Kicking off the list is the Korea Blockchain Summit taking place on Thursday and Friday of this week. It is the first Seoul-based event organized by the India-based non-profit Global Blockchain Foundation.
The two-day conference will bring together more than 500 local and global blockchain leaders, including speakers Chin Dae-je, Chairman of the Korea Blockchain Association and Blockchain Program Initiator and Program Officer at the Dutch Government Marloes Pomp.
The following week will mark the start of the Korea Blockchain Week from July 16-20, which will consist of industry meet-ups and networking events as well as the flagship Beyond Blocks Summit Seoul conference.
Beyond Blocks Summit Seoul will be held at the Shilla Seoul on July 17-18, and feature speakers including Michael Novogratz, the CEO of Galaxy Digital Capital Management and the creator of the Bloomberg Galaxy Crypto Index.
Dominic Williams, president of the US-based Dfinity Foundation, Michael Arrington, founder of TechCrunch, as well as Han Jae-sun, CEO of Kakao’s blockchain subsidiary, will also be speaking at the summit.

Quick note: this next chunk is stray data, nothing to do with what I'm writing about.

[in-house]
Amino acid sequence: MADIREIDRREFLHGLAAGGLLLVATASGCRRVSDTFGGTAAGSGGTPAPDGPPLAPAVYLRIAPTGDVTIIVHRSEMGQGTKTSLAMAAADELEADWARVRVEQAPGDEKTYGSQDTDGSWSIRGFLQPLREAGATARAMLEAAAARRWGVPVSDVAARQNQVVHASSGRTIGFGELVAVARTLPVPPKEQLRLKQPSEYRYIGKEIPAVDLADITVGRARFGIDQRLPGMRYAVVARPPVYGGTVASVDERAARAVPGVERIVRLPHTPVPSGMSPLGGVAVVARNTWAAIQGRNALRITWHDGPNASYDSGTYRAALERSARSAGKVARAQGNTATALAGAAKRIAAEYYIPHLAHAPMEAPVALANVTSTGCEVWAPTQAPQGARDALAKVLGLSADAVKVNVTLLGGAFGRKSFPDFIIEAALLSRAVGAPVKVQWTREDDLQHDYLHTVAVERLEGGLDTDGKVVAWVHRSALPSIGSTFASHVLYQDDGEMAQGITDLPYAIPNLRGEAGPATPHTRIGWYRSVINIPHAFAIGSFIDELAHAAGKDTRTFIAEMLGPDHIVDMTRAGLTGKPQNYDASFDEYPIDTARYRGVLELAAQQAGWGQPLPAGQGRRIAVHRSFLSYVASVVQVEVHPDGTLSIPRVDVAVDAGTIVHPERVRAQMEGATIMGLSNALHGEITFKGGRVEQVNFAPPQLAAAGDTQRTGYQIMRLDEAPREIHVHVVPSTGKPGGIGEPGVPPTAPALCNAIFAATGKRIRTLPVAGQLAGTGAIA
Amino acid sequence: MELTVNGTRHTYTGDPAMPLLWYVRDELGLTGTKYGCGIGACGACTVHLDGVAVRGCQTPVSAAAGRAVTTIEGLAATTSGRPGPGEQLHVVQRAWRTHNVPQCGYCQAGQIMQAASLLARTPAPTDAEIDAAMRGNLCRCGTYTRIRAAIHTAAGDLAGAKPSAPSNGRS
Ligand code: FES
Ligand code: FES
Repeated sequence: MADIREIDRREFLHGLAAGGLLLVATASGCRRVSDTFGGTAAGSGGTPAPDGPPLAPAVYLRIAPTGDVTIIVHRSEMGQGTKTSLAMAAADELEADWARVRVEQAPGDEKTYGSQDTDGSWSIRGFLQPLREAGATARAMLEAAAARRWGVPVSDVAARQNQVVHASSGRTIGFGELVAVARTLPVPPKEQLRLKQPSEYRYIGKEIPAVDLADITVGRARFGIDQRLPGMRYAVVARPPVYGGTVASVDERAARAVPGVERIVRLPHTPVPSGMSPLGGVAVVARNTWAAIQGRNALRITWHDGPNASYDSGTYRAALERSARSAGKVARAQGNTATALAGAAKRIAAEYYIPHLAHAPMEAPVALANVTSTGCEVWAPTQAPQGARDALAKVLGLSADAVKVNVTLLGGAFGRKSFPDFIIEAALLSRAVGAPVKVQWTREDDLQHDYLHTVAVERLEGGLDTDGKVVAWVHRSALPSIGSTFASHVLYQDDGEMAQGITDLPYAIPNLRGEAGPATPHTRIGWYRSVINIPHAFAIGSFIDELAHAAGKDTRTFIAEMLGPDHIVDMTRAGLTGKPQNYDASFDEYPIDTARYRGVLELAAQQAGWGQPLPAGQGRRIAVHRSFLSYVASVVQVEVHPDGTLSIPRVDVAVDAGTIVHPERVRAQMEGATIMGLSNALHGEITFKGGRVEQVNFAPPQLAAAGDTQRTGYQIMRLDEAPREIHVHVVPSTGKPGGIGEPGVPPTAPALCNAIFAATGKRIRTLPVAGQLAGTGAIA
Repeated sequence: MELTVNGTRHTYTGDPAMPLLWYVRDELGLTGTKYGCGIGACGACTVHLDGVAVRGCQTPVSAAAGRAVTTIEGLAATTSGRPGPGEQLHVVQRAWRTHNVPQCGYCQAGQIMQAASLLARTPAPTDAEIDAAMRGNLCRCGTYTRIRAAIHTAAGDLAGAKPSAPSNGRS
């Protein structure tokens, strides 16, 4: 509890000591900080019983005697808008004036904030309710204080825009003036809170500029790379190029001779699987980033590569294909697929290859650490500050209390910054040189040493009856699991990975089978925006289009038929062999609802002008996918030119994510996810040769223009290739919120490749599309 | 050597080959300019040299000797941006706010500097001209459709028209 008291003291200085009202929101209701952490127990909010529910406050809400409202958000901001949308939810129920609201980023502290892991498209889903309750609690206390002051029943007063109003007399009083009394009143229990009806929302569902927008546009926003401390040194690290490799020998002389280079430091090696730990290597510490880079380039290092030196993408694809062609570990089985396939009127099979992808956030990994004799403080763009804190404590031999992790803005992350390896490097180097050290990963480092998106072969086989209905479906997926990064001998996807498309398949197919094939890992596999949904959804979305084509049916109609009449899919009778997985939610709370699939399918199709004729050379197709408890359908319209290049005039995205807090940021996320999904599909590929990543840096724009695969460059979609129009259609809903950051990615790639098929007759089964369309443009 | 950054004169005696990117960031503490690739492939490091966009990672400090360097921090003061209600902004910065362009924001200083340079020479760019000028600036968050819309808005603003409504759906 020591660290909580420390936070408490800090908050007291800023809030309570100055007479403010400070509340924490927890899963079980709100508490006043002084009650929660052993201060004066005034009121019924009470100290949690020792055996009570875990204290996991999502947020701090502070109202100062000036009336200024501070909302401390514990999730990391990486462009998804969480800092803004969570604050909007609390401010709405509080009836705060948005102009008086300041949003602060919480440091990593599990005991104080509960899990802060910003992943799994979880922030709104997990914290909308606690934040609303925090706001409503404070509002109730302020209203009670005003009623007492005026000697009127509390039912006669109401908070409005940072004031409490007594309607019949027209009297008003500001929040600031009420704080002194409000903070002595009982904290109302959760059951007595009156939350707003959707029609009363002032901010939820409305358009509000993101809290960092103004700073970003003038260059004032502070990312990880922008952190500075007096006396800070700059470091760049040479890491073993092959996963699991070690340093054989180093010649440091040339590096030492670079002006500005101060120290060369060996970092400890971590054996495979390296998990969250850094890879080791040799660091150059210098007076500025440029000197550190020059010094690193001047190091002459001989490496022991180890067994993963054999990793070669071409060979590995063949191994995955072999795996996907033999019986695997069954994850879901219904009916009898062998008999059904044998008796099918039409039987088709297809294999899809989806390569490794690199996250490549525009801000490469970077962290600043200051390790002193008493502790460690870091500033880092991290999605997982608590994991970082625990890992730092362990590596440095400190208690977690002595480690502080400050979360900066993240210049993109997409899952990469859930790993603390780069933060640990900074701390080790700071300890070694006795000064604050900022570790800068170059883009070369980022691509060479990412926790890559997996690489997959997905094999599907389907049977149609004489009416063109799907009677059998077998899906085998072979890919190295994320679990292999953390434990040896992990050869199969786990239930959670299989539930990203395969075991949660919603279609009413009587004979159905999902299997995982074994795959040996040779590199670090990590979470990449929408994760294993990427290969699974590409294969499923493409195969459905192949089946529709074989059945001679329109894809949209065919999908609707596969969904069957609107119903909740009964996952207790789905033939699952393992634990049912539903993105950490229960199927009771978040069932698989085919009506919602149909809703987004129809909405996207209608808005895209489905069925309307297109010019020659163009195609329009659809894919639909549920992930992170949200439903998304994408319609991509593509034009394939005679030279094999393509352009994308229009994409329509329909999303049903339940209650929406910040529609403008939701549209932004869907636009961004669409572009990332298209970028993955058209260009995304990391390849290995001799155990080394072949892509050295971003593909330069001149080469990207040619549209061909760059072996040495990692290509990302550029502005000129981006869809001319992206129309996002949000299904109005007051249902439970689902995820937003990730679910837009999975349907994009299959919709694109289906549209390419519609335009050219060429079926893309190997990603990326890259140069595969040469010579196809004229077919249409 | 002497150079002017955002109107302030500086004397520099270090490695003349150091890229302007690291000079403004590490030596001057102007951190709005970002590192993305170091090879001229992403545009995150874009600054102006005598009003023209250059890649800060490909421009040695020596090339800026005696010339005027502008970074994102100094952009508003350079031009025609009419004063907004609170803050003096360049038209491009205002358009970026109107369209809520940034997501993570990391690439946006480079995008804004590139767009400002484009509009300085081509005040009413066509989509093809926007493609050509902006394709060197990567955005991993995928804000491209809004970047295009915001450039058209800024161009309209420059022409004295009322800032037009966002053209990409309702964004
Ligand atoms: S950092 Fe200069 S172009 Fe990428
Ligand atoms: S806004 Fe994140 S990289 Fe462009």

Session topics include striking a balance between governance and initial coin offerings, investor interests in blockchain, blockchain’s path to mass adoption, payments on the blockchain and the key to successful ICOs.
Korea Blockchain Week is being co-hosted by Beyond Blocks, Factblock and Korea-based cryptocurrency fund #Hashed. Main sponsors include the Seoul Metropolitan Government and Bezant.
The month will be wrapped up with the Blockchain Partners Summit taking place from July 21-22 at the Grand Walkerhill Seoul. The event aims to bring together blockchain industry officials from East Asia, which boasts one of the world’s biggest cryptocurrency trading volumes.
Main speakers will include Changpeng Zhao, CEO and founder of cryptocurrency exchange Binance, Bitcoin.com CEO Roger Ver and Qtum CEO Patrick Dai, among others, according to organizers.
Blockchain is a distributed ledger database that records and shares transactions among all participants in the network. As a self-operational network, it doesn’t require a third-party intermediary to verify the transactions. It’s a technology fueling the development of diverse decentralized apps and services today.
A primary application of blockchain has been cryptocurrencies -- which are digital tokens, such as Bitcoin, that can be digitally traded without the need of a third-party intermediary to verify the transaction such as a bank.
In the past year or two, initial coin offerings -- issuing a new crypto coin and selling them to interested investors in exchange for cryptocurrencies of immediate liquid value -- have emerged as a popular way for companies to raise new funds and to introduce new cryptos to the world.
By Sohn Ji-young (email@example.com)